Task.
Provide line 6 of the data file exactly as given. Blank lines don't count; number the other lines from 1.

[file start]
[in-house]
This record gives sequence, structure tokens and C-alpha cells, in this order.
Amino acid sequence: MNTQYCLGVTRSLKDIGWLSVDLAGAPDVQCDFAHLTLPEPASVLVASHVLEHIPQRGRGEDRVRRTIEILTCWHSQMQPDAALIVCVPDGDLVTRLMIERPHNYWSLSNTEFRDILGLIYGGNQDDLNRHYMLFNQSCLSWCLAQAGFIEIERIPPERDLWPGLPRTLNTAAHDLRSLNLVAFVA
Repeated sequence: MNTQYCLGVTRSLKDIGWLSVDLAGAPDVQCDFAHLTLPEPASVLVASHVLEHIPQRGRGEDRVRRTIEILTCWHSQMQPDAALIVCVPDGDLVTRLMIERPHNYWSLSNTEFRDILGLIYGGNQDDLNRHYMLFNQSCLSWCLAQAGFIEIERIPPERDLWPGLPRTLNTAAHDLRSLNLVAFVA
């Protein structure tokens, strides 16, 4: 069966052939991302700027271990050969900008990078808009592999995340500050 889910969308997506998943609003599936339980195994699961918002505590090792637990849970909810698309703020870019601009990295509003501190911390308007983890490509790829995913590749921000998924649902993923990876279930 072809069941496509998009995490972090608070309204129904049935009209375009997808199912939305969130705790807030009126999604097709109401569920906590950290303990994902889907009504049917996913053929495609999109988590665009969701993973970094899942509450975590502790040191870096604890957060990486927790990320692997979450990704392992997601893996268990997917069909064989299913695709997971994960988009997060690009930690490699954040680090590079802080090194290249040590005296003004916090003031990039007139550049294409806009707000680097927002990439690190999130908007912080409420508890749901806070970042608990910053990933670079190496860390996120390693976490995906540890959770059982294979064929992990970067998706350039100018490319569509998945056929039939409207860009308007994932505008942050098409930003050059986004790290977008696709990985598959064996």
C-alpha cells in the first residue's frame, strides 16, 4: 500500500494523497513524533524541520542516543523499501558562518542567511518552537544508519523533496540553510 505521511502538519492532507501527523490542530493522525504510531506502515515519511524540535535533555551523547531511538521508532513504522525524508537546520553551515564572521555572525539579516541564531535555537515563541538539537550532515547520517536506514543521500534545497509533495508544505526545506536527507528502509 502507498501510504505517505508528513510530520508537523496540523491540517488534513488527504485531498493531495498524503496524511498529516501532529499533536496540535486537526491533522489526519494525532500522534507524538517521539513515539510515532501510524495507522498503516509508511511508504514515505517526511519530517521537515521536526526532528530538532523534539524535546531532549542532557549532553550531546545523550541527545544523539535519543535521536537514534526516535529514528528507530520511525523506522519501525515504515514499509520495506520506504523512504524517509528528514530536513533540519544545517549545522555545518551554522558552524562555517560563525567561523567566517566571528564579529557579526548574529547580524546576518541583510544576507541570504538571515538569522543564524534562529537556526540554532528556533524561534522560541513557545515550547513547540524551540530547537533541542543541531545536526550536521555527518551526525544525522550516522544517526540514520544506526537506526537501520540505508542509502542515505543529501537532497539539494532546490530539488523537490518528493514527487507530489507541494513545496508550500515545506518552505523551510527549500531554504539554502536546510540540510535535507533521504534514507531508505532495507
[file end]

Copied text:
C-alpha cells in the first residue's frame, strides 16, 4: 500500500494523497513524533524541520542516543523499501558562518542567511518552537544508519523533496540553510 505521511502538519492532507501527523490542530493522525504510531506502515515519511524540535535533555551523547531511538521508532513504522525524508537546520553551515564572521555572525539579516541564531535555537515563541538539537550532515547520517536506514543521500534545497509533495508544505526545506536527507528502509 502507498501510504505517505508528513510530520508537523496540523491540517488534513488527504485531498493531495498524503496524511498529516501532529499533536496540535486537526491533522489526519494525532500522534507524538517521539513515539510515532501510524495507522498503516509508511511508504514515505517526511519530517521537515521536526526532528530538532523534539524535546531532549542532557549532553550531546545523550541527545544523539535519543535521536537514534526516535529514528528507530520511525523506522519501525515504515514499509520495506520506504523512504524517509528528514530536513533540519544545517549545522555545518551554522558552524562555517560563525567561523567566517566571528564579529557579526548574529547580524546576518541583510544576507541570504538571515538569522543564524534562529537556526540554532528556533524561534522560541513557545515550547513547540524551540530547537533541542543541531545536526550536521555527518551526525544525522550516522544517526540514520544506526537506526537501520540505508542509502542515505543529501537532497539539494532546490530539488523537490518528493514527487507530489507541494513545496508550500515545506518552505523551510527549500531554504539554502536546510540540510535535507533521504534514507531508505532495507